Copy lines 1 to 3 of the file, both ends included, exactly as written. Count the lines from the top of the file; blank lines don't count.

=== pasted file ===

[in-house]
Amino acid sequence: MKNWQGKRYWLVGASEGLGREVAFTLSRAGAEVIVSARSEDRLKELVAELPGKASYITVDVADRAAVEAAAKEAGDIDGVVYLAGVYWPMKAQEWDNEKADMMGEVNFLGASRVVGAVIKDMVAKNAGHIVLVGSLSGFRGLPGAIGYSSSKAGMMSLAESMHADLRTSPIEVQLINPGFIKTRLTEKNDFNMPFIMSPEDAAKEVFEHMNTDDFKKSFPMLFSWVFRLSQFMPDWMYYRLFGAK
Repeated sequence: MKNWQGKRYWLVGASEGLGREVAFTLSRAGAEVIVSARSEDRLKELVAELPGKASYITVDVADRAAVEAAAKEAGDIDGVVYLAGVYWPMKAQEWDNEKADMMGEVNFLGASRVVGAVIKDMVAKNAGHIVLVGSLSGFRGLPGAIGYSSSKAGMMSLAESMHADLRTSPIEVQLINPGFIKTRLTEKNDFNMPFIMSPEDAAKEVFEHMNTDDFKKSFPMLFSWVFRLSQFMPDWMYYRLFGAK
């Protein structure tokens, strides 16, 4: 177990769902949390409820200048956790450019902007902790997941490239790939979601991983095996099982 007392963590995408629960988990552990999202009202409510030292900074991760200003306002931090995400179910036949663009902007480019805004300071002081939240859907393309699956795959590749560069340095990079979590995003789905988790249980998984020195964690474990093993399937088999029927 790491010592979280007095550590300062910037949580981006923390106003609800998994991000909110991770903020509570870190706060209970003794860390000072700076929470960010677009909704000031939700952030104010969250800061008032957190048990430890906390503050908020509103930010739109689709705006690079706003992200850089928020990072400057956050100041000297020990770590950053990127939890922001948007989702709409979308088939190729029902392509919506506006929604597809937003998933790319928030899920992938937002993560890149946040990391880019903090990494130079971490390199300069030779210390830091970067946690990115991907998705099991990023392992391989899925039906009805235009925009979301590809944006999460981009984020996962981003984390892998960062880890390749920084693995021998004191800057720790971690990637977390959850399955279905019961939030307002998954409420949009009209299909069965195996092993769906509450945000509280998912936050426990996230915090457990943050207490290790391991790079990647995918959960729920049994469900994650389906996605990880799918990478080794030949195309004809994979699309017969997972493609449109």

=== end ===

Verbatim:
[in-house]
Amino acid sequence: MKNWQGKRYWLVGASEGLGREVAFTLSRAGAEVIVSARSEDRLKELVAELPGKASYITVDVADRAAVEAAAKEAGDIDGVVYLAGVYWPMKAQEWDNEKADMMGEVNFLGASRVVGAVIKDMVAKNAGHIVLVGSLSGFRGLPGAIGYSSSKAGMMSLAESMHADLRTSPIEVQLINPGFIKTRLTEKNDFNMPFIMSPEDAAKEVFEHMNTDDFKKSFPMLFSWVFRLSQFMPDWMYYRLFGAK
Repeated sequence: MKNWQGKRYWLVGASEGLGREVAFTLSRAGAEVIVSARSEDRLKELVAELPGKASYITVDVADRAAVEAAAKEAGDIDGVVYLAGVYWPMKAQEWDNEKADMMGEVNFLGASRVVGAVIKDMVAKNAGHIVLVGSLSGFRGLPGAIGYSSSKAGMMSLAESMHADLRTSPIEVQLINPGFIKTRLTEKNDFNMPFIMSPEDAAKEVFEHMNTDDFKKSFPMLFSWVFRLSQFMPDWMYYRLFGAK